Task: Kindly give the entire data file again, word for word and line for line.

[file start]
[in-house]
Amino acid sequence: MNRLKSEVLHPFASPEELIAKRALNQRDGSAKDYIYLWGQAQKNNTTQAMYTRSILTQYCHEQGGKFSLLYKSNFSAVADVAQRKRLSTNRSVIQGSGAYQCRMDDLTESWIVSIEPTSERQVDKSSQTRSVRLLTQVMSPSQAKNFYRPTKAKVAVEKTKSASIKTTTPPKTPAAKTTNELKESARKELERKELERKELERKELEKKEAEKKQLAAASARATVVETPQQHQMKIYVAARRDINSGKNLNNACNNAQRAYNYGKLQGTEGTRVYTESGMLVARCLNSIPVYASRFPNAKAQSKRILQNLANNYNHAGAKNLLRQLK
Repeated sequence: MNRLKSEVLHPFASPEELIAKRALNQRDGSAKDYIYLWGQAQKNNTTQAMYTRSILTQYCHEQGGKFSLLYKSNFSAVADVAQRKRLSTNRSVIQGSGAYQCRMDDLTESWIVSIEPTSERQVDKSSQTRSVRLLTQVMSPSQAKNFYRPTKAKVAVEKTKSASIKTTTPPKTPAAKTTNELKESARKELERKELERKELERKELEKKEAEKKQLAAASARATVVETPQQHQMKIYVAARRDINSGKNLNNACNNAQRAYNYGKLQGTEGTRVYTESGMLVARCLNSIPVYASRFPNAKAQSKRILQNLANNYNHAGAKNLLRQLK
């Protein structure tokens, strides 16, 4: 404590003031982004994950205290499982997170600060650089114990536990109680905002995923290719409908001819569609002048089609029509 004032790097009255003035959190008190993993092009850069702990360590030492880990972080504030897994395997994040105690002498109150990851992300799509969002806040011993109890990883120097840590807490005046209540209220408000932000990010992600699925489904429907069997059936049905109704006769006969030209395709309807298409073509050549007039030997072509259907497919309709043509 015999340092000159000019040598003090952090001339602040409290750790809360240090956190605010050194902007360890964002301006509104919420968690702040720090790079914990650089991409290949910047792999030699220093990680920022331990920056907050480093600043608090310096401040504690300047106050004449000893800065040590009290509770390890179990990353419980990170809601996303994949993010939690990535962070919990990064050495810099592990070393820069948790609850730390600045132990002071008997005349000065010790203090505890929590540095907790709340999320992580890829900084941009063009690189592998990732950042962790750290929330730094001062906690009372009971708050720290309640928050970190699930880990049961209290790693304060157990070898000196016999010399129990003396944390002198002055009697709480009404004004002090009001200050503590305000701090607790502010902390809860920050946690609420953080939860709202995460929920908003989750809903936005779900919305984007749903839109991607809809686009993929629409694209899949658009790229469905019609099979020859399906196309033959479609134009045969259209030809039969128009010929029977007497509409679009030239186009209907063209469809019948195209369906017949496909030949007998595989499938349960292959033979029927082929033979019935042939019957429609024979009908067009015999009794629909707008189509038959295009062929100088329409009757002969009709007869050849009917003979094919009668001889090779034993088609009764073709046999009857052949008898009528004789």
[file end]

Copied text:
[in-house]
Amino acid sequence: MNRLKSEVLHPFASPEELIAKRALNQRDGSAKDYIYLWGQAQKNNTTQAMYTRSILTQYCHEQGGKFSLLYKSNFSAVADVAQRKRLSTNRSVIQGSGAYQCRMDDLTESWIVSIEPTSERQVDKSSQTRSVRLLTQVMSPSQAKNFYRPTKAKVAVEKTKSASIKTTTPPKTPAAKTTNELKESARKELERKELERKELERKELEKKEAEKKQLAAASARATVVETPQQHQMKIYVAARRDINSGKNLNNACNNAQRAYNYGKLQGTEGTRVYTESGMLVARCLNSIPVYASRFPNAKAQSKRILQNLANNYNHAGAKNLLRQLK
Repeated sequence: MNRLKSEVLHPFASPEELIAKRALNQRDGSAKDYIYLWGQAQKNNTTQAMYTRSILTQYCHEQGGKFSLLYKSNFSAVADVAQRKRLSTNRSVIQGSGAYQCRMDDLTESWIVSIEPTSERQVDKSSQTRSVRLLTQVMSPSQAKNFYRPTKAKVAVEKTKSASIKTTTPPKTPAAKTTNELKESARKELERKELERKELERKELEKKEAEKKQLAAASARATVVETPQQHQMKIYVAARRDINSGKNLNNACNNAQRAYNYGKLQGTEGTRVYTESGMLVARCLNSIPVYASRFPNAKAQSKRILQNLANNYNHAGAKNLLRQLK
């Protein structure tokens, strides 16, 4: 404590003031982004994950205290499982997170600060650089114990536990109680905002995923290719409908001819569609002048089609029509 004032790097009255003035959190008190993993092009850069702990360590030492880990972080504030897994395997994040105690002498109150990851992300799509969002806040011993109890990883120097840590807490005046209540209220408000932000990010992600699925489904429907069997059936049905109704006769006969030209395709309807298409073509050549007039030997072509259907497919309709043509 015999340092000159000019040598003090952090001339602040409290750790809360240090956190605010050194902007360890964002301006509104919420968690702040720090790079914990650089991409290949910047792999030699220093990680920022331990920056907050480093600043608090310096401040504690300047106050004449000893800065040590009290509770390890179990990353419980990170809601996303994949993010939690990535962070919990990064050495810099592990070393820069948790609850730390600045132990002071008997005349000065010790203090505890929590540095907790709340999320992580890829900084941009063009690189592998990732950042962790750290929330730094001062906690009372009971708050720290309640928050970190699930880990049961209290790693304060157990070898000196016999010399129990003396944390002198002055009697709480009404004004002090009001200050503590305000701090607790502010902390809860920050946690609420953080939860709202995460929920908003989750809903936005779900919305984007749903839109991607809809686009993929629409694209899949658009790229469905019609099979020859399906196309033959479609134009045969259209030809039969128009010929029977007497509409679009030239186009209907063209469809019948195209369906017949496909030949007998595989499938349960292959033979029927082929033979019935042939019957429609024979009908067009015999009794629909707008189509038959295009062929100088329409009757002969009709007869050849009917003979094919009668001889090779034993088609009764073709046999009857052949008898009528004789």